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Consensus elusive, govt begins political process

Consensus elusive, govt begins political process
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First Published: Tue, Jun 21 2011. 11 08 PM IST
Updated: Tue, Jun 21 2011. 11 08 PM IST
New Delhi: Differences between civil society members and Union ministers continued in the last meeting even as the government initiated a political process to find a consensus over the anti-graft Bill before Parliament’s monsoon session begins.
Prime Minister Manmohan Singh convened a meeting of his allies to prepare a political strategy for the Bill ahead of the upcoming session.
Although there was no official announcement, two people who are familiar with the developments said the monsoon session of Parliament, earlier expected to begin in the third week of July, will be postponed to August because the government wants more time to prepare a consensus over the Lokpal Bill.
Also see | Where They Differ (PDF)
“The CCPA (Cabinet Committee on Parliamentary Affairs) has decided to recommend to the President for summoning the session of two houses of Parliament on 1 August and, given the contingencies and exigencies of the work, it is likely to go up to 8 September, ” parliamentary affairs minister Pawan Bansal said. “There have been instances in the past also where the session has been held in August.”
The main opposition Bharatiya Janata Party (BJP) alleged that the government’s move to delay the session raised questions about the Congress party-led United Progressive Alliance (UPA) government’s majority status in Parliament.
“The government is afraid of facing Parliament because not only its own MPs (members of Parliament) from Andhra Pradesh are unhappy with it, even its allies are not at ease,” BJP spokesman Syed Shahnawaz Hussain said. “... The delay in calling the session of Parliament puts a question mark on whether the UPA enjoys a majority at the Centre or not.”
Meanwhile, in the ninth and last meeting of the joint drafting panel for the Lokpal Bill, the government said for the first time that the committee has “agreed to disagree”.
“In the course of the meeting, both of us exchanged drafts... had a small discussion on salient issues. It was not a debate but a friendly discussion. We agreed to disagree,” said Kapil Sibal, a committee member and the union minister for communications and information technology. “It is very clear that on all important issues there is no consensus.”
Two drafts from both sides in the panel will be circulated among political parties at an all-party meeting scheduled for July. Suggestions from them will be included and presented before the Cabinet.
“After that, on whatever there is consensus—whether it is our draft, their draft or a combination—that final draft would be presented in the monsoon session,” Sibal said.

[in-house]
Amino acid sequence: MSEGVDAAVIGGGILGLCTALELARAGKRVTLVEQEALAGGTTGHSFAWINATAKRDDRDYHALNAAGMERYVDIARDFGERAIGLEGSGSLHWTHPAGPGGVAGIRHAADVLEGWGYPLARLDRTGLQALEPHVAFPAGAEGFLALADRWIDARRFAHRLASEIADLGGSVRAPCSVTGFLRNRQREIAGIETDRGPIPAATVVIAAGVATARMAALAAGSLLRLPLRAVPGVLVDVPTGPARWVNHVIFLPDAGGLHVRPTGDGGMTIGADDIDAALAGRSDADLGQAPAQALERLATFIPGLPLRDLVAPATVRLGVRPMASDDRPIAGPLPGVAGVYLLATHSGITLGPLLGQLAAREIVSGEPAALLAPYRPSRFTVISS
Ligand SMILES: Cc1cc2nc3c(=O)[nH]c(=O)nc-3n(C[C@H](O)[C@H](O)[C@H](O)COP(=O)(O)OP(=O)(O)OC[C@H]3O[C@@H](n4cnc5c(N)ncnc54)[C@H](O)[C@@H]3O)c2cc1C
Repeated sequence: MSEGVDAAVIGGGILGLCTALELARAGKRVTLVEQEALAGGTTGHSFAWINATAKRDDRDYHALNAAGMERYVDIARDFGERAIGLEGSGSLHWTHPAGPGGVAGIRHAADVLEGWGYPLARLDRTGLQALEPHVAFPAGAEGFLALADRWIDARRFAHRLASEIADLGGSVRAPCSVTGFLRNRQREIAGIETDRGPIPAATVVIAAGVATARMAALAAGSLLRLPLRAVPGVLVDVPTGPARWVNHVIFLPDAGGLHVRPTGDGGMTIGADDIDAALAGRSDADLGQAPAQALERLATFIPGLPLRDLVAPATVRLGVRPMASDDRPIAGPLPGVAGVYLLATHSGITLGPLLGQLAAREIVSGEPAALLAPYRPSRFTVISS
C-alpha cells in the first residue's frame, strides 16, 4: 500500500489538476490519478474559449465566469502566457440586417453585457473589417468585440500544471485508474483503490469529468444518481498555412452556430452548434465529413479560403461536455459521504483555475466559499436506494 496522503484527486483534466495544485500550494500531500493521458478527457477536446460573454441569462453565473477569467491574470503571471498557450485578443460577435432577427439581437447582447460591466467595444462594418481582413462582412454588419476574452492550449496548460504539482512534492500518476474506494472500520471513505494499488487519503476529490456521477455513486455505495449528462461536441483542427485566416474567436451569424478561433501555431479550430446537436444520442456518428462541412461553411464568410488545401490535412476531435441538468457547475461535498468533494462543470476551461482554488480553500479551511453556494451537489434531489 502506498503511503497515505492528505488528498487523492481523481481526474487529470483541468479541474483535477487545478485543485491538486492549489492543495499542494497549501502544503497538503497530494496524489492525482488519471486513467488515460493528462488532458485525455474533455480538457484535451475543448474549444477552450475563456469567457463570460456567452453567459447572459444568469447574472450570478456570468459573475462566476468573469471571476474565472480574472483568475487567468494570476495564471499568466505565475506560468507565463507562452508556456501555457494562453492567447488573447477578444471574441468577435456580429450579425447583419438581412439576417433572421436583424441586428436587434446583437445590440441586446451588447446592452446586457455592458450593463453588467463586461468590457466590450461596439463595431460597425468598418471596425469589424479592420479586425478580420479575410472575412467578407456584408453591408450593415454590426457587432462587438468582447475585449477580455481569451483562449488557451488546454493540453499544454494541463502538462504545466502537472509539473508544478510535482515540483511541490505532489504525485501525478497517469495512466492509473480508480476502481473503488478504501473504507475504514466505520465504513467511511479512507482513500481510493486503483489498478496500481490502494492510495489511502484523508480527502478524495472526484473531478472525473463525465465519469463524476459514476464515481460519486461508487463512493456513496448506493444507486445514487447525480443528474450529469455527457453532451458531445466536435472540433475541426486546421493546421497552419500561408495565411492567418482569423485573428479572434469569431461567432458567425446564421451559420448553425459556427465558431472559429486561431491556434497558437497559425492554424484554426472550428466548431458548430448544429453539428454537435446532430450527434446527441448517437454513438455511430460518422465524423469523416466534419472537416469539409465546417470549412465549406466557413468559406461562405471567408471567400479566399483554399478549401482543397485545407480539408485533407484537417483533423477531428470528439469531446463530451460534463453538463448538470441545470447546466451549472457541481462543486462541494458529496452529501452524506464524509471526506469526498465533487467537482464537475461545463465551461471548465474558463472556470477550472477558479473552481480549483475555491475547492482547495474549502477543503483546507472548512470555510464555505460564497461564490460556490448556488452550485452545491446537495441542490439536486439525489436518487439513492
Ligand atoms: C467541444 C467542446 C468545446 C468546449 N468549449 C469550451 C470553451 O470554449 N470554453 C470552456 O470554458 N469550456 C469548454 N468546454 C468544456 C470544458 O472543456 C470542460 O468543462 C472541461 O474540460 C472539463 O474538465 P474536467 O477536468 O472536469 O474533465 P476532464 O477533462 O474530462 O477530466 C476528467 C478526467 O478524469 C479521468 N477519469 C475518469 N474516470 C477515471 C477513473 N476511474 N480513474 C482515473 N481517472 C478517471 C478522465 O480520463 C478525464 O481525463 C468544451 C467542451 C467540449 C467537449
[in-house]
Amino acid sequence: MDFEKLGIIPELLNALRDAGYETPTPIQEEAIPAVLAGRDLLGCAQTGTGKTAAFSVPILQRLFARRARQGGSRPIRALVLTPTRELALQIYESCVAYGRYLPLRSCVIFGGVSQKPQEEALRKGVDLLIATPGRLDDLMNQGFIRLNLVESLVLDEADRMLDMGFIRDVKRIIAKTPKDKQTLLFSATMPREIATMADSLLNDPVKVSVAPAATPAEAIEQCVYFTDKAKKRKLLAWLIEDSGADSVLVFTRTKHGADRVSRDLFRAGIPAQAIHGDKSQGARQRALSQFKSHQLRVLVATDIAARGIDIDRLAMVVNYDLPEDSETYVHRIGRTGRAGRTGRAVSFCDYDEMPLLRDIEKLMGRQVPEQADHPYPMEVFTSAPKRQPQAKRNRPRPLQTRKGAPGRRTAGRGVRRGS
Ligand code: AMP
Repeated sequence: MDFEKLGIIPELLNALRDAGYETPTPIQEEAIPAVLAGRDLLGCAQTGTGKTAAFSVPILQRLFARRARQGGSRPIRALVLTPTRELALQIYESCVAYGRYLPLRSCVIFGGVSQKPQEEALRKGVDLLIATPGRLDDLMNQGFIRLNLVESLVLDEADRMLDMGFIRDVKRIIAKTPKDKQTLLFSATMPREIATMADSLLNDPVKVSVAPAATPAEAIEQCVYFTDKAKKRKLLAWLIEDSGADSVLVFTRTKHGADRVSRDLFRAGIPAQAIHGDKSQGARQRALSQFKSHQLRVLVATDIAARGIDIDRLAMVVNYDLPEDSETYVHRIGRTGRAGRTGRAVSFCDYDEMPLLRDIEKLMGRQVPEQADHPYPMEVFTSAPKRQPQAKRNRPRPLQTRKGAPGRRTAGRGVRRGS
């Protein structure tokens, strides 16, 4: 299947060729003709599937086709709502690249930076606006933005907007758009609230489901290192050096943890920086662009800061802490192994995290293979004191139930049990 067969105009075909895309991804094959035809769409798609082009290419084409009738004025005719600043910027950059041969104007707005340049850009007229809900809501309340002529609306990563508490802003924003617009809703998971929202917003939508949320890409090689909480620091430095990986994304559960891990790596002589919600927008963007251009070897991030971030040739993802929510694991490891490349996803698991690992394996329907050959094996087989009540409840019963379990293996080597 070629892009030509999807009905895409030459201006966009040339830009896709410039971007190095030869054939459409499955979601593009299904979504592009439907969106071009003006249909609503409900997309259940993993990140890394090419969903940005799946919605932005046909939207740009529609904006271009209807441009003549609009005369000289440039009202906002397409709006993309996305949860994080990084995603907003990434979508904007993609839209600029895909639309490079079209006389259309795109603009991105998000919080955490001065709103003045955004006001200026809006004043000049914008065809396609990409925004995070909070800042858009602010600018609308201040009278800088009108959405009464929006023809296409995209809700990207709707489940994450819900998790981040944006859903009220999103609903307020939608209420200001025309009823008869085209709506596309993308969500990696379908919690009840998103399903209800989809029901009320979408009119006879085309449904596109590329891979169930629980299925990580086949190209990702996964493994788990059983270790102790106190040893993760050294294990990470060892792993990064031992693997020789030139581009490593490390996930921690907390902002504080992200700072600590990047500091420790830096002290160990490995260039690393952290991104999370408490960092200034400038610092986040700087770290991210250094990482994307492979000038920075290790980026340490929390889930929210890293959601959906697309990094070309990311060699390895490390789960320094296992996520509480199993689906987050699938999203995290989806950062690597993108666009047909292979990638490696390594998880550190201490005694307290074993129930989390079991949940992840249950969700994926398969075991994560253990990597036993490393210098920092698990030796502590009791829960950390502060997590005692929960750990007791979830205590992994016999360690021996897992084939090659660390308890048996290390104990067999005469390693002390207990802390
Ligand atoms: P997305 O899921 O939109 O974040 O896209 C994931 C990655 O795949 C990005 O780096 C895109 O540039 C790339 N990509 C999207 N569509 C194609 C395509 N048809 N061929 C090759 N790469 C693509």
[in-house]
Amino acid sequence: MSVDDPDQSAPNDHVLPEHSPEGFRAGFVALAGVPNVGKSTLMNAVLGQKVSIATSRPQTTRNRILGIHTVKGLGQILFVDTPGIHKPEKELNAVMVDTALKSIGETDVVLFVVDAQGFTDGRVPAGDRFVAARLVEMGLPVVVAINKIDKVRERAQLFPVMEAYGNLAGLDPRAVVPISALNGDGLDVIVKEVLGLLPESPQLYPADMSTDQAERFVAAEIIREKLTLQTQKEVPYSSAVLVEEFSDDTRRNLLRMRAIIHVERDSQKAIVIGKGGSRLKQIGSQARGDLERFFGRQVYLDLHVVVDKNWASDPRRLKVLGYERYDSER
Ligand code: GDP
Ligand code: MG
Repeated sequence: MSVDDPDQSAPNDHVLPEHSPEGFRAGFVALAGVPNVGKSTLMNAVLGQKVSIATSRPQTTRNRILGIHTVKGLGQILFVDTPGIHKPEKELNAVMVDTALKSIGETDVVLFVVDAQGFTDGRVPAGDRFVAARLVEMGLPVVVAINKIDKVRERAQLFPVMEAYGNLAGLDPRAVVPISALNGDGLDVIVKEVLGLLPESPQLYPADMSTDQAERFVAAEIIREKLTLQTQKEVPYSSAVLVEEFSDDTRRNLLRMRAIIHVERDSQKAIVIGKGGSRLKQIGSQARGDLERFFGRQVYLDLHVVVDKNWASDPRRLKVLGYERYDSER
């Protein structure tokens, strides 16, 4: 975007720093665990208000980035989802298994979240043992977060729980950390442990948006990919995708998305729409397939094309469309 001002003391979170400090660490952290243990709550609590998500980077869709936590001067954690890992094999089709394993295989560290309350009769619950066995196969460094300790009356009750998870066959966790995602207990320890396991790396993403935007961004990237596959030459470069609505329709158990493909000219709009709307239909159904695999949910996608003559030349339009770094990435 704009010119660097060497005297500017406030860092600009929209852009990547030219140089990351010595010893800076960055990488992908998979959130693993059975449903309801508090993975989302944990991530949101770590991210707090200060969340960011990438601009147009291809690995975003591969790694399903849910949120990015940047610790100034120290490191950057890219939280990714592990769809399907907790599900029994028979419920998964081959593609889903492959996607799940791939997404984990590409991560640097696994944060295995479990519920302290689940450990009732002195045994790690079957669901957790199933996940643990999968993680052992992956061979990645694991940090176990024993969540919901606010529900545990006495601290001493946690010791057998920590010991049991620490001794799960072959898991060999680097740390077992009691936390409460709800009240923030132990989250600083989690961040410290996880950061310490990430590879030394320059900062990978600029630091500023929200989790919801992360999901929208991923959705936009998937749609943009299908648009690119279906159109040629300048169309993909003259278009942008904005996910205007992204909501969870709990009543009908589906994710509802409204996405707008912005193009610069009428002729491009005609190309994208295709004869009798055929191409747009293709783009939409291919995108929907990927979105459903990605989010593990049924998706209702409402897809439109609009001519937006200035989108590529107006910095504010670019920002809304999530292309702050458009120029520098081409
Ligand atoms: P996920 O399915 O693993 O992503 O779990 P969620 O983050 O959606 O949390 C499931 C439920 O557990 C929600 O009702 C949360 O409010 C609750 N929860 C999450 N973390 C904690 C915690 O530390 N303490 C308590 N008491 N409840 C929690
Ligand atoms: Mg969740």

The civil society members in the panel said they were “disappointed” by the final draft of the Bill submitted by the government.
In Tuesday’s meeting, both sides exchanged their final drafts.
“Today, for the first time, we are able to see what kind of Lokpal the government had in mind, and I must confess that I am deeply disappointed by the model of Lokpal that the government has proposed,” committee member and lawyer Prashant Bhushan said.
The civil society members said the main points of divergence included the government seeking a higher political representation in selecting the Lokpal, keeping the prime minister and higher judiciary out of its ambit, and the Lokpal not having any say in cases of violations of the citizen’s charter.
While the civil society members said they would take a day or two to react in detail to the government’s version, three cabinet ministers and committee members, including Sibal, Veerappa Moily and Salman Khursheed, held a briefing in the evening reiterating they cannot afford to have a parallel government.
“With the constitution being there, can there be a parallel executive body separate from the constitution, not accountable to anyone? Can we have a body like this?” Sibal said.
Committee member and law minister Moily said the government’s version of the Bill included giving full police powers to the Lokpal, and that the Lokpal can take up suo-moto complaints, have quasi-judicial powers, and contempt powers. “Out of the 41 principles set out in the Jan Lokpal Bill (civil society’s version of the Bill), practically over 34 points our Bill has enunciated,” Moily said.
The joint drafting committee for the Lokpal Bill, which was formed in April, has been meeting for two months. While initially the rift was not too apparent, in the past three meetings, the differences between the two sides have become visible with them making public statements against each other and differing on the basic principles on the proposed Bill.
Graphic by Ahmed Raza Khan/Mint
PTI contributed to the story.
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First Published: Tue, Jun 21 2011. 11 08 PM IST